The Chesapeake Bay Retriever is a breed of dog belonging to the Retriever, Gundog, and Sporting breed groups. Members of the breed may also be referred to as a Chessie, CBR, or Chesapeake. The breed was developed in the United States Chesapeake Bay area during the 19th century. Historically used by area market hunters to retrieve waterfowl, it is primarily a family pet and hunting companion. They are often known for their love of water and their ability to hunt. It is a medium to large sized dog. The Chesapeake has a thick wavy double coat. They are described as having a bright and happy disposition, courage, willingness to work, alertness, intelligence, and love of water as some of their characteristics.
Distinctive features include eyes that are very clear, of yellowish or amber hue, hindquarters as high or a trifle higher than the shoulders, and a double-coat that tends to wave on shoulders, neck, back, and loins. The waterproof coat feels slightly oily and is often associated with a slight musky odor. Three basic colors are generally seen in the breed: brown, which includes all shades from a light to a deep dark brown; sedge, which varies from a reddish yellow through a bright red to chestnut shades; and deadgrass in all its shades, varying from a faded tan to a dull straw color. The breed standard states that white may also appear but it must be limited to the breast, belly, toes, or back of the feet. The head is round and broad with a medium stop and muzzle. The lips are thin, and the ears are small and of medium leather. The forelegs should be straight with good bone. The hindquarters are especially strong and the toes webbed since excellent swimming ability is important for the Chesapeake. This breed is also known for its large and powerful chest, used to break apart ice when diving into cold water while duck hunting.
The coat of the Chesapeake Bay Retriever is given the most consideration of any trait listed on the Positive Scale of Points in the Breed Standard. However the AKC Standard also reads 'The question of coat and general type of balance takes precedence over any scoring table which could be drawn up. The Chesapeake should be well proportioned, an animal with a good coat and well balanced in other points being preferable to one excelling in some but weak in others.' The hair on the face and legs should be very short and straight with a tendency to wave, never curl, on the shoulders, neck, back, and loins only and nowhere over 1.5 inches long. Moderate feathering on the rear of the hindquarters and tail is permissible although not longer than 1.75 inches long. The texture of the thick double-coat is important in protecting the dog from cold water and icy conditions. The oil in the harsh outer coat and woolly undercoat resists water, keeping the dog dry and warm. Maintenance of the coat is minimal and mainly consists of brushing with a short-tooth brush once a week. It is difficult to get a Chesapeake Bay Retriever thoroughly wet, but they should be bathed every 3–4 months using a suitably mild shampoo, then dried thoroughly. Brushing or bathing more often can ruin the texture since it strips the protective oil from the coat and may even remove the undercoat. The color of the coat must be similar to the working surroundings. Any color of brown, sedge or deadgrass is acceptable and one color is not preferred over another. The American Chesapeake Club includes a discussion on color:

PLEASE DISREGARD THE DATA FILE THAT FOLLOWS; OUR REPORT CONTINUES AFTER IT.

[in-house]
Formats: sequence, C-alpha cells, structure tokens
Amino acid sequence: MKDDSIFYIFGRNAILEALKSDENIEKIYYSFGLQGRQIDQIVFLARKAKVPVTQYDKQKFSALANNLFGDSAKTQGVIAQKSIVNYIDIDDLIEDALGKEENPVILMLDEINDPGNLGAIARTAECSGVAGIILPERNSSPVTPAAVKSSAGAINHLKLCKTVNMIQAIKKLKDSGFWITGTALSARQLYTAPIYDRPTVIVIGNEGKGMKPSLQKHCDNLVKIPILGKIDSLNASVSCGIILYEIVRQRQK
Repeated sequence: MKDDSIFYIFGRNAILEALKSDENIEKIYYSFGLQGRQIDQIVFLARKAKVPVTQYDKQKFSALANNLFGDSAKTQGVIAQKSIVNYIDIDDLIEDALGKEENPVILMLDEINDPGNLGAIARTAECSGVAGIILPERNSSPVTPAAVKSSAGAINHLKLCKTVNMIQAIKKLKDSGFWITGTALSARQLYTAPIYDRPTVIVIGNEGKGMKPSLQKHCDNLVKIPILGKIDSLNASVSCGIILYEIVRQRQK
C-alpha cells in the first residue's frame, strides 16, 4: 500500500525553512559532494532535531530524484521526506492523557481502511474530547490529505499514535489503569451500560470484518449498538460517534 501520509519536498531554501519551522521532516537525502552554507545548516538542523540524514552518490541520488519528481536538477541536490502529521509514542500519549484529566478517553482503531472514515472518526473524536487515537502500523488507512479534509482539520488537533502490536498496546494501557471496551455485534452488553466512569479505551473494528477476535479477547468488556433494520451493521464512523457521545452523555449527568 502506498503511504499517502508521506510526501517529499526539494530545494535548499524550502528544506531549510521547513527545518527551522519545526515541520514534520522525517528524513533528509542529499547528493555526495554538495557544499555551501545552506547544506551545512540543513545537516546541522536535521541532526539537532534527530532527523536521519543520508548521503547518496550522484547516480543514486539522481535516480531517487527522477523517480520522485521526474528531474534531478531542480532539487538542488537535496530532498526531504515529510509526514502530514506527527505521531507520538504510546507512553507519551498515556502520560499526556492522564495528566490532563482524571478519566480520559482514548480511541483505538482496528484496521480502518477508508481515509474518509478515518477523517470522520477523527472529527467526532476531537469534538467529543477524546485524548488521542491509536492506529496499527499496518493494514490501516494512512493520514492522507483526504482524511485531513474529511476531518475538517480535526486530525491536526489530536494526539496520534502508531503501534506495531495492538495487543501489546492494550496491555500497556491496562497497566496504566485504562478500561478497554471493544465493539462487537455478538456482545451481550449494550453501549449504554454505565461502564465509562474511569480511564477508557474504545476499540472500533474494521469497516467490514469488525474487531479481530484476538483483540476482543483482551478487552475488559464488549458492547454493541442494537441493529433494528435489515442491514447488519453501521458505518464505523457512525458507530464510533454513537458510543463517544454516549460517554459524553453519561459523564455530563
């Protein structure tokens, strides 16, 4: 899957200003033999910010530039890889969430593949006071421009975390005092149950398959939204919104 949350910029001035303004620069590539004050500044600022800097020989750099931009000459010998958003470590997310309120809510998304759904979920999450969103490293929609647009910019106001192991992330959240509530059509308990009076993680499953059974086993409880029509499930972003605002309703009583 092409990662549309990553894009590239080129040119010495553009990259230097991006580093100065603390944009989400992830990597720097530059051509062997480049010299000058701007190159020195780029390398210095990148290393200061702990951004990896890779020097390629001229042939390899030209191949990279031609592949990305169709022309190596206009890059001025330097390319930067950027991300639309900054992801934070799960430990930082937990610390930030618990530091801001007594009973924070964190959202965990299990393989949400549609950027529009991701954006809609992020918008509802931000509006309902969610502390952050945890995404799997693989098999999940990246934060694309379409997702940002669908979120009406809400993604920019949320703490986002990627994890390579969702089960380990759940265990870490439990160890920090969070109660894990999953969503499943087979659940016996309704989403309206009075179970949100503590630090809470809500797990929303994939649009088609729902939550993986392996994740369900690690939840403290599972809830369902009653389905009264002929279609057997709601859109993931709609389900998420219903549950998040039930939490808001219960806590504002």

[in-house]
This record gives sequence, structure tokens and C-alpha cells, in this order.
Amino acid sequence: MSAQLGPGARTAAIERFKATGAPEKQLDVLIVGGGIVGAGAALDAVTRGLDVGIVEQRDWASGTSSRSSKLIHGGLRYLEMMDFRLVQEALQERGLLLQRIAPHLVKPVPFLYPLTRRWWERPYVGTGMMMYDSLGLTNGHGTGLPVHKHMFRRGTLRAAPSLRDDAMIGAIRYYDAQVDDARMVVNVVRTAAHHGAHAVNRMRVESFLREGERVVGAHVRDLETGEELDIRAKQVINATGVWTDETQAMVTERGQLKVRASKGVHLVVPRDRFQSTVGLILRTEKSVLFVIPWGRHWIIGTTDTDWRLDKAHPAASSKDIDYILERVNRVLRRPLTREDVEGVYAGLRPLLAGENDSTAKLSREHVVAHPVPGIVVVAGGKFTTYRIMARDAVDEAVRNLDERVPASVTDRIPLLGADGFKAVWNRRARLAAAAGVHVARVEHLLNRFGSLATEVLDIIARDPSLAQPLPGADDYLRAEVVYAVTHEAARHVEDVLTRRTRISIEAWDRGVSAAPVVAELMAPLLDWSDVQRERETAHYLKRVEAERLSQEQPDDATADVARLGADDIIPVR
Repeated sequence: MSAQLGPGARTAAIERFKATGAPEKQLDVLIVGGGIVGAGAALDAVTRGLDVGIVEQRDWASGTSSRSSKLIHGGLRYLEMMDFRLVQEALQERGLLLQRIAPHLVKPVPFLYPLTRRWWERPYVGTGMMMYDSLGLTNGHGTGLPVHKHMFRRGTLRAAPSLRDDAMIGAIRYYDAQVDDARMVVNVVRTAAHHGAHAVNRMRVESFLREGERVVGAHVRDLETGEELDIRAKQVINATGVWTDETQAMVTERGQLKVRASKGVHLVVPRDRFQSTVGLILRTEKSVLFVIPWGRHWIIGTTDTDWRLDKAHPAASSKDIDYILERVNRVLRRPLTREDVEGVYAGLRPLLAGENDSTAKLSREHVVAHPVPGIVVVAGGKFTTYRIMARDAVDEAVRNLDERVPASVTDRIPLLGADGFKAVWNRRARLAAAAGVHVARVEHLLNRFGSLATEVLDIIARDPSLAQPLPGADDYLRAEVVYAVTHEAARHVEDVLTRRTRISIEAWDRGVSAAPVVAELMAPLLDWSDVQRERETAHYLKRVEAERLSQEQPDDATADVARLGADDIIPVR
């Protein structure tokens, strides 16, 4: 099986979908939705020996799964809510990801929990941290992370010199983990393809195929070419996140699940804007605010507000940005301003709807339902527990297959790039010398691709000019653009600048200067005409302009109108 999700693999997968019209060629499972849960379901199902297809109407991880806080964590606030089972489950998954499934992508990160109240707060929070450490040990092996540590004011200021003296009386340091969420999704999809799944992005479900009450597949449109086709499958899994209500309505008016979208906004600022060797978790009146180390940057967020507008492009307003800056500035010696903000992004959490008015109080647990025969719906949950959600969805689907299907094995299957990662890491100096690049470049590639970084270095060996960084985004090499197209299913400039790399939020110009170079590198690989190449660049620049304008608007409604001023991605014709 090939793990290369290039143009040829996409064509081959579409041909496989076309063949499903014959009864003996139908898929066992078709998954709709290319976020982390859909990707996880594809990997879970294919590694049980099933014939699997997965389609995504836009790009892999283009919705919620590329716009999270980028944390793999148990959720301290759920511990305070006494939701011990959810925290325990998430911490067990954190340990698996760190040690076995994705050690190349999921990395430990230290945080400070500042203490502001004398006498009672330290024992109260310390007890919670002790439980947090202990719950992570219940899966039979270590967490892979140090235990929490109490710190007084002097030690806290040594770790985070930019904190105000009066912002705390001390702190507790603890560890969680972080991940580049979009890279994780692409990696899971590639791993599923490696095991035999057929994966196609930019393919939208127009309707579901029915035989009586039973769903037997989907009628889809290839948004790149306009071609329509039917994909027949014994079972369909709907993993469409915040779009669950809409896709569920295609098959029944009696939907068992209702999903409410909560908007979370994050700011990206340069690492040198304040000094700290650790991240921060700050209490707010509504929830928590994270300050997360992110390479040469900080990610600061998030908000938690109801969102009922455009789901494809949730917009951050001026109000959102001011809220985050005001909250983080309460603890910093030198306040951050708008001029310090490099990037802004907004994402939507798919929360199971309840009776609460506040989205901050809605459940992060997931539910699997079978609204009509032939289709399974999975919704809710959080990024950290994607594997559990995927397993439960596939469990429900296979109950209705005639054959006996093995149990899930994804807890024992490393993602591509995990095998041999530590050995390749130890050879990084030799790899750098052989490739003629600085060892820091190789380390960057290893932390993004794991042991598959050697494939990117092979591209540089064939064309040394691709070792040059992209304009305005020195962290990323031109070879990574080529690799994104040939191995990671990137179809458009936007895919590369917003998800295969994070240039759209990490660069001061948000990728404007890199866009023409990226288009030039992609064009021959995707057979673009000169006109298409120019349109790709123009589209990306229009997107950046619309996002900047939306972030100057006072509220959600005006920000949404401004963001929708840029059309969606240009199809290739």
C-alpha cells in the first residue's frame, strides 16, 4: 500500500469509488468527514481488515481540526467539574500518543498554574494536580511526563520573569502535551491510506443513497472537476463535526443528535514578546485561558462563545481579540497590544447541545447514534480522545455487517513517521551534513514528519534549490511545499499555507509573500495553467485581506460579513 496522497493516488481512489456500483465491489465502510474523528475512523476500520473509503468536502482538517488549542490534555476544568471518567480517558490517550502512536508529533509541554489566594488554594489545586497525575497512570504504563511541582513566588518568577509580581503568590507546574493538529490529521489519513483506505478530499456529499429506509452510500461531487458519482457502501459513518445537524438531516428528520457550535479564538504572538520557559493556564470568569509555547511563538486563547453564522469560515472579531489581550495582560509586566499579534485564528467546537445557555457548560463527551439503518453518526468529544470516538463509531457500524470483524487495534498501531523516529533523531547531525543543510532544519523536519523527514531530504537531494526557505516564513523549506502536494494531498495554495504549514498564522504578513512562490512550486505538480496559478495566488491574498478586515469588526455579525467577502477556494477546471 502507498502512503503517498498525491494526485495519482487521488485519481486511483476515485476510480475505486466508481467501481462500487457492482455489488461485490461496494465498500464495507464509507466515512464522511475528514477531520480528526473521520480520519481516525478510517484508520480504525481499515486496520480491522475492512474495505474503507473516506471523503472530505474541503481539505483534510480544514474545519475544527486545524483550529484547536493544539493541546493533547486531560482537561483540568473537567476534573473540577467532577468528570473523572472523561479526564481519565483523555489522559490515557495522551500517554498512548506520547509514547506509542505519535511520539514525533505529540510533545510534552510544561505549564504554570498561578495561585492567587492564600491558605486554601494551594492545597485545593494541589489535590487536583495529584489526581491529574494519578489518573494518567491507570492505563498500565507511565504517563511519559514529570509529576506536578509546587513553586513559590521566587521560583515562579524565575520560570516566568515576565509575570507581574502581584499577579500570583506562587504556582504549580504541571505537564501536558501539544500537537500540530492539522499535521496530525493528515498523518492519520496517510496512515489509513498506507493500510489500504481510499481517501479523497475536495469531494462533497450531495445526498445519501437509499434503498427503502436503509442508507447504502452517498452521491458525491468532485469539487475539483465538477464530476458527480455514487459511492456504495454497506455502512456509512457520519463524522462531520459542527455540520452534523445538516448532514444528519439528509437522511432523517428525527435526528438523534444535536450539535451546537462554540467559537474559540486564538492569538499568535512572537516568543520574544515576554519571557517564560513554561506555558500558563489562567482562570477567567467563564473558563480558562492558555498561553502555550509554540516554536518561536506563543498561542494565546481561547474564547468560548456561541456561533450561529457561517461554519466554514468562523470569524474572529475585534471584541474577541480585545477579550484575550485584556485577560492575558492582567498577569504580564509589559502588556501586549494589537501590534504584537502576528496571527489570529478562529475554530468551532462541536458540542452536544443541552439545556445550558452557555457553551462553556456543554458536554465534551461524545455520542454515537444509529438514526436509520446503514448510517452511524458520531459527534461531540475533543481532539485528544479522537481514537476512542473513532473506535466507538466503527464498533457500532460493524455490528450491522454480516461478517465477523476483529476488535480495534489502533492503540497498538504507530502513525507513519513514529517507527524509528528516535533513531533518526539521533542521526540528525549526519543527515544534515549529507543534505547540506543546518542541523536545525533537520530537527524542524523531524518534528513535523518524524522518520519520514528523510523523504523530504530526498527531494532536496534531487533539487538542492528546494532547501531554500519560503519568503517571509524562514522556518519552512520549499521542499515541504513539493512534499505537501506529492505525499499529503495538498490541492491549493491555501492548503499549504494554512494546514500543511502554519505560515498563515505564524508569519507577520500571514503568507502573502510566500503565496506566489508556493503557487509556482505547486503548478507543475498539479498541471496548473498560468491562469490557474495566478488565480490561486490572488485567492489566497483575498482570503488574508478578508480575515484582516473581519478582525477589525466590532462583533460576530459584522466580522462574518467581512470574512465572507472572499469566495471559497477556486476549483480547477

Three basic colors are generally seen in the breed: Brown which includes all shades from a light cocoa (a silvered brown) to a deep bittersweet chocolate color; sedge which varies from a reddish yellow through a bright red to chestnut shades; deadgrass which takes in all shades of deadgrass, varying from a faded tan to a dull straw color. Historic records show that some of the deadgrass shades can be very light, almost white in appearance, while darker deadgrass colors can include diluted shades of brown called ash, that appear as either gray or taupe. The almost white and ash/taupe/gray shades are not commonly seen, but are acceptable.
The difference between a sedge and a deadgrass is that the deadgrass shades contain no significant amount of red, while the sedge shades do have red. Coat and texture also play a factor in the perception of color. The self-color pattern is preferred by the standard (One color with or without lighter and darker shadings of the same color). You will see dogs with varying degrees of other markings such as: masking on top of the skull, striping effect of light & dark through the body and on legs, distinct & indistinct saddle markings, agouti coloring and tan points. All are acceptable, they are just not preferred.
A white spot on the breast (not extending above the sternum), belly, toes or back of the feet is permissible, but the smaller the spot the better. White beyond these areas and black anywhere on the body is not allowed in the breed standard.
Source of information: http://en.wikipedia.org/wiki/Chesapeake_Bay_Retriever
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